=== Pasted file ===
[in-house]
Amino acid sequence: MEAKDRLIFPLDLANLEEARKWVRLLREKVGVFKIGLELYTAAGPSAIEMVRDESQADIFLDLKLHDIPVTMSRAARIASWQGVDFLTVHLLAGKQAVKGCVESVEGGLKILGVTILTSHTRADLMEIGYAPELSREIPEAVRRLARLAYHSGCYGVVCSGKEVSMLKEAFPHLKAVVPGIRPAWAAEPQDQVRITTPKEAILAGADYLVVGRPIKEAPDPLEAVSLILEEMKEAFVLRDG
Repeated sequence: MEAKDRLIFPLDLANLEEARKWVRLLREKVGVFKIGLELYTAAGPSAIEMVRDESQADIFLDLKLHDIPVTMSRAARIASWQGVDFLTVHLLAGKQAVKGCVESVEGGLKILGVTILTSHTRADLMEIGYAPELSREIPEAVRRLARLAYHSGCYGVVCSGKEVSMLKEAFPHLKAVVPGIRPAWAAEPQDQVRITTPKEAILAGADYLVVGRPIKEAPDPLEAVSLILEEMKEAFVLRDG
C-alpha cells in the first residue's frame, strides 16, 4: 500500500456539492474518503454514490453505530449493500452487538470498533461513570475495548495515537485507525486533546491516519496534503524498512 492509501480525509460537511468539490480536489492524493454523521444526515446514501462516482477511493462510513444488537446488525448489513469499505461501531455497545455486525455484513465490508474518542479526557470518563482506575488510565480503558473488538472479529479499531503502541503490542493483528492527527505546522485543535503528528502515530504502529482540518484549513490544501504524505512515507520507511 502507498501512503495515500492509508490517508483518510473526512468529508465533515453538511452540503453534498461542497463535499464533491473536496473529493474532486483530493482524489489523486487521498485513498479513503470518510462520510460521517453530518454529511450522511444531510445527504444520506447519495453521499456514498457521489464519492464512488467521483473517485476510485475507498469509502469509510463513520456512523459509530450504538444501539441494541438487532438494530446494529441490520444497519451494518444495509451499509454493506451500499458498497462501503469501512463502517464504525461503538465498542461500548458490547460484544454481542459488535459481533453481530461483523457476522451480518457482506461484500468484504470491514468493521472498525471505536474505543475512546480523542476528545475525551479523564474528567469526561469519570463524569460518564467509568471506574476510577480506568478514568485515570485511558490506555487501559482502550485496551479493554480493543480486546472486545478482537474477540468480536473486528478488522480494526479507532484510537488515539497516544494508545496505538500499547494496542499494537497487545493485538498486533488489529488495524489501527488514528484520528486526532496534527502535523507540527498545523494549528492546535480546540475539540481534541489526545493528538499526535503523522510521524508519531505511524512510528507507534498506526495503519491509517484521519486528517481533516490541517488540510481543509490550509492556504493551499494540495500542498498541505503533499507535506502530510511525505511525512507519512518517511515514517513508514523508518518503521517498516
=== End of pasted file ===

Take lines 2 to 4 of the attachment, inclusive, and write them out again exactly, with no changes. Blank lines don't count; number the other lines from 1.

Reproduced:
Amino acid sequence: MEAKDRLIFPLDLANLEEARKWVRLLREKVGVFKIGLELYTAAGPSAIEMVRDESQADIFLDLKLHDIPVTMSRAARIASWQGVDFLTVHLLAGKQAVKGCVESVEGGLKILGVTILTSHTRADLMEIGYAPELSREIPEAVRRLARLAYHSGCYGVVCSGKEVSMLKEAFPHLKAVVPGIRPAWAAEPQDQVRITTPKEAILAGADYLVVGRPIKEAPDPLEAVSLILEEMKEAFVLRDG
Repeated sequence: MEAKDRLIFPLDLANLEEARKWVRLLREKVGVFKIGLELYTAAGPSAIEMVRDESQADIFLDLKLHDIPVTMSRAARIASWQGVDFLTVHLLAGKQAVKGCVESVEGGLKILGVTILTSHTRADLMEIGYAPELSREIPEAVRRLARLAYHSGCYGVVCSGKEVSMLKEAFPHLKAVVPGIRPAWAAEPQDQVRITTPKEAILAGADYLVVGRPIKEAPDPLEAVSLILEEMKEAFVLRDG
C-alpha cells in the first residue's frame, strides 16, 4: 500500500456539492474518503454514490453505530449493500452487538470498533461513570475495548495515537485507525486533546491516519496534503524498512 492509501480525509460537511468539490480536489492524493454523521444526515446514501462516482477511493462510513444488537446488525448489513469499505461501531455497545455486525455484513465490508474518542479526557470518563482506575488510565480503558473488538472479529479499531503502541503490542493483528492527527505546522485543535503528528502515530504502529482540518484549513490544501504524505512515507520507511 502507498501512503495515500492509508490517508483518510473526512468529508465533515453538511452540503453534498461542497463535499464533491473536496473529493474532486483530493482524489489523486487521498485513498479513503470518510462520510460521517453530518454529511450522511444531510445527504444520506447519495453521499456514498457521489464519492464512488467521483473517485476510485475507498469509502469509510463513520456512523459509530450504538444501539441494541438487532438494530446494529441490520444497519451494518444495509451499509454493506451500499458498497462501503469501512463502517464504525461503538465498542461500548458490547460484544454481542459488535459481533453481530461483523457476522451480518457482506461484500468484504470491514468493521472498525471505536474505543475512546480523542476528545475525551479523564474528567469526561469519570463524569460518564467509568471506574476510577480506568478514568485515570485511558490506555487501559482502550485496551479493554480493543480486546472486545478482537474477540468480536473486528478488522480494526479507532484510537488515539497516544494508545496505538500499547494496542499494537497487545493485538498486533488489529488495524489501527488514528484520528486526532496534527502535523507540527498545523494549528492546535480546540475539540481534541489526545493528538499526535503523522510521524508519531505511524512510528507507534498506526495503519491509517484521519486528517481533516490541517488540510481543509490550509492556504493551499494540495500542498498541505503533499507535506502530510511525505511525512507519512518517511515514517513508514523508518518503521517498516